The Rila monastery originated in the 30s of the 10th c and soon after that became an important spiritual centre. It was founded by the monk Ivan Rilski in a secluded place in the magnificent Rila Mountain. At first he settled “alone with the beasts, with no roof over his head and no food”. Soon he was followed by his disciples and this set the beginning of the monastery. Its glory spread so widely that the Bulgarian King Peter (927-968) wanted to meet the hermit but he refused the invitation and sent back the royal presents.
Ivan Rilski died in 946 and was soon canonized. This fact and the fame of a righteous man made him still more popular and he is today considered to be “most typically Bulgarian saint”, patron of Bulgaria. The spiritual perfection of St. Ivan Rilski and his moral advice are contained in his “Legacy” that has come to us in later copies. In it he advises his followers to keep untainted the holy faith, to guard against the avaricious snake, to avoid the favours of earthly kings and princes, to live together in unity, to avoid leadership and strife for supremacy. Facts about the life of the saint can be found in his passional. The earliest version has disappeared but it is in the roots of the so called Anonymous (Popular) passional, the oldest life-story of St. Ivan Rilski.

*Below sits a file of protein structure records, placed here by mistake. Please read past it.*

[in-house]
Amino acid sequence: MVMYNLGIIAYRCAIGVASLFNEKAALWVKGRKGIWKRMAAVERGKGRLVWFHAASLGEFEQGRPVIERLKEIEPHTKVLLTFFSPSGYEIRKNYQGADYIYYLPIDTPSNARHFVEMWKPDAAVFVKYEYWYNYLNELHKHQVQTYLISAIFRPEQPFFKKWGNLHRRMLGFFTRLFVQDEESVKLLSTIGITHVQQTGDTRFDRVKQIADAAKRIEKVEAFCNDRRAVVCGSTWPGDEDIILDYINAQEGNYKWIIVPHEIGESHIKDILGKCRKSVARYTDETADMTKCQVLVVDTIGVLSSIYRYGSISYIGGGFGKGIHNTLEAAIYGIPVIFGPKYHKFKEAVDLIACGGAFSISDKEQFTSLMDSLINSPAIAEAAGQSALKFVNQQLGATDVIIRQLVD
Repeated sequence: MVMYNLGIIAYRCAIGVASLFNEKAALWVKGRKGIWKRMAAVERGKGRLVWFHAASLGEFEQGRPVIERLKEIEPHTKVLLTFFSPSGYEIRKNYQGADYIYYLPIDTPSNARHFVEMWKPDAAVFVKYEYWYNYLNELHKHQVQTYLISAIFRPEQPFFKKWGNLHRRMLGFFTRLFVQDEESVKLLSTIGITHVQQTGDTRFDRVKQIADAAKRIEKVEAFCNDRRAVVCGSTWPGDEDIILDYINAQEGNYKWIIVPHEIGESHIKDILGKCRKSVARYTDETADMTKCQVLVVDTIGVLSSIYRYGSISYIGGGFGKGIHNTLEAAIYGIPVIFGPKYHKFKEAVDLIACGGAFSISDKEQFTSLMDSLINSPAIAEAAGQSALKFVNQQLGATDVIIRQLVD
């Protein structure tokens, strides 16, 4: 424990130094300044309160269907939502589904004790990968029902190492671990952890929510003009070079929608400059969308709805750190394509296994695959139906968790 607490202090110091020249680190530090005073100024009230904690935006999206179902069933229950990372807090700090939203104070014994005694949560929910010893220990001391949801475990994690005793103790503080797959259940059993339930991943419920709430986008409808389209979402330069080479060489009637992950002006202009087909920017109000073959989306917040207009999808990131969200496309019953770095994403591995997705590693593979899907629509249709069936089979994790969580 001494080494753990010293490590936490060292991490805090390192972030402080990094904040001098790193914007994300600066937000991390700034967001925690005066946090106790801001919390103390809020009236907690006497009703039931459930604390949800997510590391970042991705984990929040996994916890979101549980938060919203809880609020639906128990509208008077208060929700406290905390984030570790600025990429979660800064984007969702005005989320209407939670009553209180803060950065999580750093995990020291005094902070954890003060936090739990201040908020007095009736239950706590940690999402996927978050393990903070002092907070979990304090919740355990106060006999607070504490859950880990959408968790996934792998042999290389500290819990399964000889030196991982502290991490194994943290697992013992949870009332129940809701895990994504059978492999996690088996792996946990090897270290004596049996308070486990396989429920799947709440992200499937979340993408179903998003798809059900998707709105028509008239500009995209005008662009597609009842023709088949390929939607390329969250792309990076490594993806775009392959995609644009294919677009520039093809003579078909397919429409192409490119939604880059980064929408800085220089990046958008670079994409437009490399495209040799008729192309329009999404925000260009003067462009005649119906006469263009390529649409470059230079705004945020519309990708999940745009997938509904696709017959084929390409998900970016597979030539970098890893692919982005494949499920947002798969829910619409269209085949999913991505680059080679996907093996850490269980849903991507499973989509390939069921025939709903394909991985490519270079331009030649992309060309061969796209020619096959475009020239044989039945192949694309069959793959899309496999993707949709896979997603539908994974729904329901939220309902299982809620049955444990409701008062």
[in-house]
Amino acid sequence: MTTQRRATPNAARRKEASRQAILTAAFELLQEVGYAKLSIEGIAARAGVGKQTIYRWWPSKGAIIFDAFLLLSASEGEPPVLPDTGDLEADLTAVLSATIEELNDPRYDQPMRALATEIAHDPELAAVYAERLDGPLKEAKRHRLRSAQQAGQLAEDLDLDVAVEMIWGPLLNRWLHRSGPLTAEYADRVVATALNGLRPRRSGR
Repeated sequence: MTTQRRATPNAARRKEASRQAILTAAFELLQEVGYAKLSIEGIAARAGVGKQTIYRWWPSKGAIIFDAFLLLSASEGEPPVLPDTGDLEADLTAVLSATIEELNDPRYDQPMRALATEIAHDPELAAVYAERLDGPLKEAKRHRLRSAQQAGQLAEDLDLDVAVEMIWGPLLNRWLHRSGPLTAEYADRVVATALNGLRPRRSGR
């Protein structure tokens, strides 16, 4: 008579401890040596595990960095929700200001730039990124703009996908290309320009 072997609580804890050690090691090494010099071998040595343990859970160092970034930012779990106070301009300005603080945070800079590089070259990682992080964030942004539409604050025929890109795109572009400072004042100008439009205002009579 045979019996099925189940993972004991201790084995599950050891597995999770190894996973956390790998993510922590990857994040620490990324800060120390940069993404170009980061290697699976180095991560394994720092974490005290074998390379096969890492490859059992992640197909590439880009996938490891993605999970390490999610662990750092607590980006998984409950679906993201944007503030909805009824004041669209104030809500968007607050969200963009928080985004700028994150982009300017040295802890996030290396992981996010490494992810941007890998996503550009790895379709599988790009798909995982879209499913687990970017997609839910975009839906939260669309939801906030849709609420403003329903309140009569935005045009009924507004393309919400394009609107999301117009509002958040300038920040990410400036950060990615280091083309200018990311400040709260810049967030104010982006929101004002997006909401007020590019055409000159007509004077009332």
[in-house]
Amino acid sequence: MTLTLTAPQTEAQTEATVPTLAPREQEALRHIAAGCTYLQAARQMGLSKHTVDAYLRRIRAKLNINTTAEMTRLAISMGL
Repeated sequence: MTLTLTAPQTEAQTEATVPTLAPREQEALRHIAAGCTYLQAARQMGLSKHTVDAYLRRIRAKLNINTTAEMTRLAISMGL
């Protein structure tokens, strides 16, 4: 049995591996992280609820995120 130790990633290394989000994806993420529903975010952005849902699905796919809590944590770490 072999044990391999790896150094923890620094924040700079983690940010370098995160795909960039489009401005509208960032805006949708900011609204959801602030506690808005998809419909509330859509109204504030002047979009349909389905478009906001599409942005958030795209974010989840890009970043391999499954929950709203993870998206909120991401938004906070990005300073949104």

Bulgarian rulers had a special attitude towards the monastery and demonstrated their respect by donating land, woods, fish lakes and villages. One example is the Rila Charter of King Ivan Shishman of 1378.
There are no data about the Rila monastery for the period 12th-13th c.
In the first half of the 14th c the local feudal lord Hrelyo renovated the monastery. In 1335 he built a five-storey defensive tower. On the upper floor was built a family chapel “Transfiguration of God”, decorated with fine mural paintings demonstrating the refined taste of Bulgarian aristocracy.
In 1343 sebastocrator Hrelyo built a new church richly decorated with mural paintings, which survived till 1834. What has remained are only the altar doors and the throne of the ruler. From the 14th c also date the oldest icons in the monastery – “St. Ivan Rilski” and “St. Arseniy”, made after the best traditions of pictorial art of the time.